CMBS Activity Expected to Remain Slow in 2010

Commercial mortgage-backed securities (CMBS) are expected to remain below $15 billion in 2010 as borrowers cope with falling property values.  According to Alan Todd, a JPMorgan analyst, debt sales backed by CBD office, hotel and shopping center loans could be as low as $10 billion this year.  Aaron Bryson of Barclays Capital is more optimistic, predicting transactions totaling approximately $15 billion for the year.

The federal government has promised to revive the $700 billion CMBS market, even as property values fall and securing loans is difficult.  In 2007, a record $237 billion of debt was sold.  That fell precipitously in 2008 to just $12 billion and even further to $1.4 billion in 2009.  Activity isn’t expected to increase until the second half of 2010.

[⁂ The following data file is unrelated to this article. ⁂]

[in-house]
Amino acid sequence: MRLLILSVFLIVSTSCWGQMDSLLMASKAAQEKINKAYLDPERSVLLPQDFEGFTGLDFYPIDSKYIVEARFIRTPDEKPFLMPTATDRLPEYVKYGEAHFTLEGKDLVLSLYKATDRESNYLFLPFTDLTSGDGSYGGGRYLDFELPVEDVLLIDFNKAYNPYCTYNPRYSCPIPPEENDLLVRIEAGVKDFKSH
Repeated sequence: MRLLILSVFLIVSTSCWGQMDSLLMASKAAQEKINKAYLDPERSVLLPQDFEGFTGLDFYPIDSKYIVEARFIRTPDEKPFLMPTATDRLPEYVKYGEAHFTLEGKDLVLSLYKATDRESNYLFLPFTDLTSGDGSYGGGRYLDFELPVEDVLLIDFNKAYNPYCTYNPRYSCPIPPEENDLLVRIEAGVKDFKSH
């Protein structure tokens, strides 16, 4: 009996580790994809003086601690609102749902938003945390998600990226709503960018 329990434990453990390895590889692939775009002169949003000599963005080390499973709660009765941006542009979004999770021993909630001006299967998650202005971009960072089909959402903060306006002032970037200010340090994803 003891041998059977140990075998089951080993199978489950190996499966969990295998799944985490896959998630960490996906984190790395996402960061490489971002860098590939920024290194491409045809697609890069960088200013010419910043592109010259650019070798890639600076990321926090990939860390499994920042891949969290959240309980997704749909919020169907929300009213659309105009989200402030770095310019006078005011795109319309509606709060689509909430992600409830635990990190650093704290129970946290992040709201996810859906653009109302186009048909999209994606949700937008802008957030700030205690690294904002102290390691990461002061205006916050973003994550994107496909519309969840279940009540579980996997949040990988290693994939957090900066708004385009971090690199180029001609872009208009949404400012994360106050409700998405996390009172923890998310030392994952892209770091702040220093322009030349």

“The banks would like to lend,” Todd noted.  “There are fewer properties to lend against.”  He pointed out that many owners went heavily into debt during the boom and now cannot locate properties not currently encumbered to lend against.  The dearth of new loans cuts off funding to borrowers whose debt is maturing.  Approximately two thirds of loans bundled and sold as securities – totaling $410 billion — may require additional cash as property values fall and underwriting standards get tougher, according to Deutsche Bank AG research.

Moody’s Investor Services reports that commercial real estate prices in the United States are 42.9 percent lower than their 2007 peak.